Some GOP lawmakers came to Palin’s defense after her loss, warning Democrats will hold the power in the U.S. if more states move toward ranked choice voting systems.
Sen. Tom Cotton, R-Ark., tweeted, “Ranked choice voting is a scam to rig elections. 60% of Alaska voters voted for a Republican, but thanks to a convoluted process and ballot exhaustion — which disenfranchises voters — a Democrat ‘won.’”
Cotton was slammed by a handful of other lawmakers, including retiring Rep. Adam Kinzinger, R-Ill., who tweeted back, “Ranked choice voting gives all Americans a voice and not the extremes of a party. So you’d be outta luck. No wonder you don’t like it.”
Former chairman of the Republican National Committee, Michael Steele, also responded to Cotton’s tweet, writing, “Wrong. Again, Tom. Would love to see your tweet if Palin had won. And exactly how does #RCV ‘rig elections,’ again? Typical BS claptrap and no facts. Defeat. It’s a real thing, Tom.”
Former Michigan Rep. Justin Amash, tweeted, “The problem for the Republican Party in Alaska wasn’t ranked choice voting; it was their candidates. Requiring a candidate to get more than 50% to be elected isn’t a scam; it’s sensible. Let’s get ranked choice voting everywhere.”
New York City had its first modern-day run with ranked choice voting last year in local elections (despite using it for some races in the 1930s and 1940s) after becoming the biggest U.S. city to adopt it with voters’ approval in 2019. A POLITICO analysis found the new process only changed the outcome of a handful of races, with three races out of the 63 where the candidate who won the most first-choice votes ended up losing the election.
Democratic Mayor Eric Adams was elected under this system, but raised concerns about it during his campaign, arguing it was unfair his rivals, Kathryn Garcia and Andrew Yang, formed an alliance so voters would rank each other. Proponents of the system at the time said Adams’ victory exemplified what ranked-choice voting is designed to do: elevate the candidates with the broadest level of support. He was the top choice of 30 to 40% of voters in four of the city’s five boroughs. Citywide, he had 31.8% first-choice support.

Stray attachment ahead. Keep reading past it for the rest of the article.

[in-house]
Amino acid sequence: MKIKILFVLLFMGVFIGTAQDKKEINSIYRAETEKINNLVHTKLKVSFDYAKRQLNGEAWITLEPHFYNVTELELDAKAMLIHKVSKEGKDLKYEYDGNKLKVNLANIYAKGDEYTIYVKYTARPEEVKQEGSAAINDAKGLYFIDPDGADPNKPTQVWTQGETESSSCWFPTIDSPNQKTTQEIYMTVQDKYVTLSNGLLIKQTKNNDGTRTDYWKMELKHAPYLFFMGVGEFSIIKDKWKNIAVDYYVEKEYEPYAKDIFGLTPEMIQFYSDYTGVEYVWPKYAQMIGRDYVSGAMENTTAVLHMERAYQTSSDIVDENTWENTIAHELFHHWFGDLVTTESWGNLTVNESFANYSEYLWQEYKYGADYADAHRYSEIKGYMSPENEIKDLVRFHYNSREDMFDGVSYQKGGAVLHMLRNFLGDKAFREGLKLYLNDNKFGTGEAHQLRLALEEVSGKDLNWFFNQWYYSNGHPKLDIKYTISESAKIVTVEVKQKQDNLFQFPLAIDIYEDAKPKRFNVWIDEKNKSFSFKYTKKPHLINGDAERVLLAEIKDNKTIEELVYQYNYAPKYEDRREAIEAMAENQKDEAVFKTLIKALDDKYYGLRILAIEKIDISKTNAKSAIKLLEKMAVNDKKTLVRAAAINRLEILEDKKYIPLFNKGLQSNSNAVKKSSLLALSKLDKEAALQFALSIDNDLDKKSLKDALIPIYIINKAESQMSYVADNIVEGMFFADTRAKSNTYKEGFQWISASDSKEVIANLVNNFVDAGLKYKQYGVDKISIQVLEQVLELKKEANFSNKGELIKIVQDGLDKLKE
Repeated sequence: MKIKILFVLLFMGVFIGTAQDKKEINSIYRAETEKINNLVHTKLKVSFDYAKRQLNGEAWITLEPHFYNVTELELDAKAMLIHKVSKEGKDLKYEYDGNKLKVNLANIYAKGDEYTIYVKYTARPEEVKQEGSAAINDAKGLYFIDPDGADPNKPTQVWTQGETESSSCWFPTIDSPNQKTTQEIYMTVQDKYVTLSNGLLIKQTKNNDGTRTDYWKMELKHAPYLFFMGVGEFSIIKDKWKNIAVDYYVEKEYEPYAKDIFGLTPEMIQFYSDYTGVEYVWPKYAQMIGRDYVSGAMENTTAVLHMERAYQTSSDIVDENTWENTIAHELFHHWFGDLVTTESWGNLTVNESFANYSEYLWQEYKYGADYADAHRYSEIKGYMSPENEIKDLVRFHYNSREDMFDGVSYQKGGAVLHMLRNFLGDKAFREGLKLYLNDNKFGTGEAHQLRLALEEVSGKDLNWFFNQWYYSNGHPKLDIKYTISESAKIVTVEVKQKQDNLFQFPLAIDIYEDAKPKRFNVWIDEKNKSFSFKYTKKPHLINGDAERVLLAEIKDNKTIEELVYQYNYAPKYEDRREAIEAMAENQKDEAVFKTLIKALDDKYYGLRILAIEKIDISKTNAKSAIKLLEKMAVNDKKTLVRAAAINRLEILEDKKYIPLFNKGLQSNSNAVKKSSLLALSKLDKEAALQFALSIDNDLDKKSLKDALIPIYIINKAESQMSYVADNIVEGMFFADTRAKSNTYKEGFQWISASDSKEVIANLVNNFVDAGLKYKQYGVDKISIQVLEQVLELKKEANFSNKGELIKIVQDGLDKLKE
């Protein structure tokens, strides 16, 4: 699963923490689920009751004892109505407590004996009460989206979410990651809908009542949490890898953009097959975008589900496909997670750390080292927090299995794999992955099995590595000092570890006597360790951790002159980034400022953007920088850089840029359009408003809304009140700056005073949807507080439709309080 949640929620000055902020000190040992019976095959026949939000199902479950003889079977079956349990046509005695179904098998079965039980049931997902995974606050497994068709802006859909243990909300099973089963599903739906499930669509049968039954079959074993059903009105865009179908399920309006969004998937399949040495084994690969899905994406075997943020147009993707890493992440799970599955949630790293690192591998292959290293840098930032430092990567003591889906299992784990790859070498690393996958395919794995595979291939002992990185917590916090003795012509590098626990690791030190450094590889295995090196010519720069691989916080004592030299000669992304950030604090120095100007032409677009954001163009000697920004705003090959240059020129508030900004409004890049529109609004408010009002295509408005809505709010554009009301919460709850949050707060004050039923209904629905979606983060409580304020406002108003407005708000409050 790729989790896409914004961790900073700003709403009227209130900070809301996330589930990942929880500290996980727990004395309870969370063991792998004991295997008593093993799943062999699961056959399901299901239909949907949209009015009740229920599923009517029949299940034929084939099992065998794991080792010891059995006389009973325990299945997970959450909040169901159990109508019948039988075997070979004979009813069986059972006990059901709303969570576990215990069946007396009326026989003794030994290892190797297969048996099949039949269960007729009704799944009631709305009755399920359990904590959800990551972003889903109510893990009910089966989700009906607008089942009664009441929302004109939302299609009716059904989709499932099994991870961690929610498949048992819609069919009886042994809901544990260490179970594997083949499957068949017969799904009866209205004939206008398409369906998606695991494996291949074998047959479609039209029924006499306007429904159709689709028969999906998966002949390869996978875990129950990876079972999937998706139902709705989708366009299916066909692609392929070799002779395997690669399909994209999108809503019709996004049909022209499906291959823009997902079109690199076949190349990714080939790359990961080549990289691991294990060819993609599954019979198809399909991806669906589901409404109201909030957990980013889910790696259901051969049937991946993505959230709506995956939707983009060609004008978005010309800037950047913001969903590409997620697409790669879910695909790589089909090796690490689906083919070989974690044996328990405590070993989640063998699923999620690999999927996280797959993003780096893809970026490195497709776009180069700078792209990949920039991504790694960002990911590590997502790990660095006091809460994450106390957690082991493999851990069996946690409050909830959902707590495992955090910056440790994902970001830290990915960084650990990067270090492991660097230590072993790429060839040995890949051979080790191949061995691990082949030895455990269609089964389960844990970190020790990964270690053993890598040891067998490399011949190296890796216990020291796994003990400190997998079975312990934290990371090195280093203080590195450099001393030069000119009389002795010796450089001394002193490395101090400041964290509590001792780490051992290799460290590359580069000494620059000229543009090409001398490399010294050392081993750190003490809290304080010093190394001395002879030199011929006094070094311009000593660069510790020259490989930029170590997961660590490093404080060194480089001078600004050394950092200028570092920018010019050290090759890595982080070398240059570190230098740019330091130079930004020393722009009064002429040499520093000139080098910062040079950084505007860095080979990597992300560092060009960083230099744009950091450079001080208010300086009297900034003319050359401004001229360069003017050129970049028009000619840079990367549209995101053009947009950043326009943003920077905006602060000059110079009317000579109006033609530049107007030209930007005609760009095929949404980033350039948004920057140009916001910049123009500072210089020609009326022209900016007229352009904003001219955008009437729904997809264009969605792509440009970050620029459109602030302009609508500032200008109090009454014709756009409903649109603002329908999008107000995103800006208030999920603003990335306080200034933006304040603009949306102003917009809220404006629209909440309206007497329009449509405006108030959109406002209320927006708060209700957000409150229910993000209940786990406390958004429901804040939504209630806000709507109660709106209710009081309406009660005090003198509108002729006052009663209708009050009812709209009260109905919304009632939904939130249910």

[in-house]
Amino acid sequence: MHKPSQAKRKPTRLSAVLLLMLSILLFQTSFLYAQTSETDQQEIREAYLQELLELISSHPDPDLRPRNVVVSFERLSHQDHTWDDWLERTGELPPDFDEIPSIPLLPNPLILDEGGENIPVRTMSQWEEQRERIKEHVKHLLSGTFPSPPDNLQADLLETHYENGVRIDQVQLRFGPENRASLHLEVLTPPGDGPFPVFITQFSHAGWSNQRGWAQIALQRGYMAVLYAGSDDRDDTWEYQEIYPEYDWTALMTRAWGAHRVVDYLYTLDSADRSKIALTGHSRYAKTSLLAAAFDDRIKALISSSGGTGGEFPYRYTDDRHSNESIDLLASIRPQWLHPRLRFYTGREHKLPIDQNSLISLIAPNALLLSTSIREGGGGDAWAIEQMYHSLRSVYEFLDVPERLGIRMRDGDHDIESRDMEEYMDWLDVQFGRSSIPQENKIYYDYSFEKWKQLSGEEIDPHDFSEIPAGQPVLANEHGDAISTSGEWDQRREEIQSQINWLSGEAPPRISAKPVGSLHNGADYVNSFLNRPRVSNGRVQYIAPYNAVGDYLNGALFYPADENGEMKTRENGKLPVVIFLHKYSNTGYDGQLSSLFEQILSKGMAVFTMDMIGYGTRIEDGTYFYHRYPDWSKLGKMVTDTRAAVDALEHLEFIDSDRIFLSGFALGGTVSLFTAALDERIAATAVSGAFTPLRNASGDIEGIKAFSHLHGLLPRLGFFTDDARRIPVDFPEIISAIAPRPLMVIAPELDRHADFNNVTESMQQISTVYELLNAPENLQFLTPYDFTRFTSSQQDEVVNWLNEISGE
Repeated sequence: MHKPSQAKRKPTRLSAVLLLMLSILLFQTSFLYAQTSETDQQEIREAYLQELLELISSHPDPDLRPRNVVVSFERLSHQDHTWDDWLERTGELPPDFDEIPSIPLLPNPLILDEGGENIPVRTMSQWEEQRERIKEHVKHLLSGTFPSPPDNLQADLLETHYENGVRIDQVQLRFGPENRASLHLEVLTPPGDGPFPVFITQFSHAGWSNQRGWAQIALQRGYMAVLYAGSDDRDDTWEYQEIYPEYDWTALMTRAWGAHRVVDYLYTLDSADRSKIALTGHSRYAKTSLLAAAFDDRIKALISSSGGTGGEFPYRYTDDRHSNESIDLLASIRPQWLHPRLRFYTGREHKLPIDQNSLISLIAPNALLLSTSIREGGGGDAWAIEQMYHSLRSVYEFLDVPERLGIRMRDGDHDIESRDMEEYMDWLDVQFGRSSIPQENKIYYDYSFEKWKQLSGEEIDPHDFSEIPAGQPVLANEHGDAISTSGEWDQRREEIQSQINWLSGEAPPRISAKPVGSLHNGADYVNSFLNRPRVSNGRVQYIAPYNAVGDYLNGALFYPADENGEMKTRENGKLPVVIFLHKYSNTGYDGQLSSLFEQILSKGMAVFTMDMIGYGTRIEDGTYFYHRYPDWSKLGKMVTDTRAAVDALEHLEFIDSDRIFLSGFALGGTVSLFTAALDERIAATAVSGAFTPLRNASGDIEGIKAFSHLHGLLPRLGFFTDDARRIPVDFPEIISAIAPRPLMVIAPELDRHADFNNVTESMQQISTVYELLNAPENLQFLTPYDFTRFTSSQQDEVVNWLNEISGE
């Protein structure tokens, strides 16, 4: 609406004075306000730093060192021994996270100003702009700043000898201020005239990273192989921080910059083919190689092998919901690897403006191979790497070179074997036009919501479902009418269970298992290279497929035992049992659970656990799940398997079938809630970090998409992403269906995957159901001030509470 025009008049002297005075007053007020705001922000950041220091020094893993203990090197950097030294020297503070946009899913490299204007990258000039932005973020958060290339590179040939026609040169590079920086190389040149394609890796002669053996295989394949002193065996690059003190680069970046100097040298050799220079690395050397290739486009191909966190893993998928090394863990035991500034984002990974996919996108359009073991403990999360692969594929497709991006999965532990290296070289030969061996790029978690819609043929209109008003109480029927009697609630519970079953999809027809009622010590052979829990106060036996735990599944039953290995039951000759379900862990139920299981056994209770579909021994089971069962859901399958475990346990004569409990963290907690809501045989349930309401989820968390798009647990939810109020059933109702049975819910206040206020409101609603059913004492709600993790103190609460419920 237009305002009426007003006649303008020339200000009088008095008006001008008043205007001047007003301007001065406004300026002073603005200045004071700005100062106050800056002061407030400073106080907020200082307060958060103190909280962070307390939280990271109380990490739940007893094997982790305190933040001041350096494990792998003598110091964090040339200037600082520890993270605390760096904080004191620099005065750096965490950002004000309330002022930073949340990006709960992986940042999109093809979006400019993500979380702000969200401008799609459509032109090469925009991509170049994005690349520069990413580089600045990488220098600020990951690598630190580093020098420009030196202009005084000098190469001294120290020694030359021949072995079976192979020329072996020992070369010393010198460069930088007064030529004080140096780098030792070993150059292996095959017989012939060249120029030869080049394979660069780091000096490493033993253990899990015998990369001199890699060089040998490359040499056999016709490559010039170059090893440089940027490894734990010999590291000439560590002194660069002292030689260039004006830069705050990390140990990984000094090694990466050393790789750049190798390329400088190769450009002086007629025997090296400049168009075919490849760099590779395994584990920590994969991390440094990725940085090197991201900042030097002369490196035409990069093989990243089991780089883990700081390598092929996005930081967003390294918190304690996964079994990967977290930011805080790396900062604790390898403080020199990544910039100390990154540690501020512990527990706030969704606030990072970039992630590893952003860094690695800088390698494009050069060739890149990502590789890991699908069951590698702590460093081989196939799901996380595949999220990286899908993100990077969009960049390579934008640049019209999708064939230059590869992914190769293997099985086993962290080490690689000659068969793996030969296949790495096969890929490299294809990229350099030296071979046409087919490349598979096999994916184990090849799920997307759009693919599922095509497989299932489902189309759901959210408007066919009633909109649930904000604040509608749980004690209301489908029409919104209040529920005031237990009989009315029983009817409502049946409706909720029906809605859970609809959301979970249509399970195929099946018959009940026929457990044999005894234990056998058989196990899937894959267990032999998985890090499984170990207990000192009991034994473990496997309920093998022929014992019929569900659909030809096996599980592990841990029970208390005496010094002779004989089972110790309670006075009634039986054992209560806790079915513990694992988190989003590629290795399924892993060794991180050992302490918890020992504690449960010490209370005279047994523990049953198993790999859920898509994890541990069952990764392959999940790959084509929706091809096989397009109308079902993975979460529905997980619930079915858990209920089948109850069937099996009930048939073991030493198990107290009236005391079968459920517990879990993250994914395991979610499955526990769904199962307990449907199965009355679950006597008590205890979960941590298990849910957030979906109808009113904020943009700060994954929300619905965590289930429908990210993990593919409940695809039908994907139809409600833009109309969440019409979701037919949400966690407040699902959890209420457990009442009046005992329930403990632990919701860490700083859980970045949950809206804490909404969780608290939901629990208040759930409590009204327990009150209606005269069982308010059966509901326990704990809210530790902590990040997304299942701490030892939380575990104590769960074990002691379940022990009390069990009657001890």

Supporters of ranked-choice voting point to certain candidates who are only liked by a small portion of voters, like former New York City Mayor Bill De Blasio, who got 40% of the Democratic vote in 2013. They assert under the typical one-vote-for-one candidate system, voters don’t pick their favorites or good candidates because they fear that candidate doesn’t have a chance at being elected — i.e., lack of funding or name recognition.
But opponents make the case that ranked-choice voting is less democratic because it doesn’t align with the “one person, one vote” concept, and point out that candidates (like Adams’ rivals in New York City) can then try horse-trading. Opponents also bring up technicalities — the process is complicated, and a Maine policy analyst found voters make more errors on ranked choice ballots than regular ones. Another survey found most voters don’t actually fill out all the choices. In the New York race last year, just a quarter of potential voters picked five people, which critics could argue means the winners didn’t have the true majority if not everyone is required to rank every candidate. That concept references what Cotton called “ballot exhaustion” — when voters fail to rank enough candidates.
Experts are hesitant to draw conclusions from Peltola’s win, saying the idea of ranked-choice voting will become more clear in November when Alaskans are using the same method for dozens of state legislative campaigns and Republican Sen. Lisa Murkowski’s race for reelection.
But, most Alaskans wanted to vote using this method, with 51% of residents supporting the change in 2020. It’s unclear if one party will lead the charge for wider adoption of ranked-choice voting, or which argument will win out.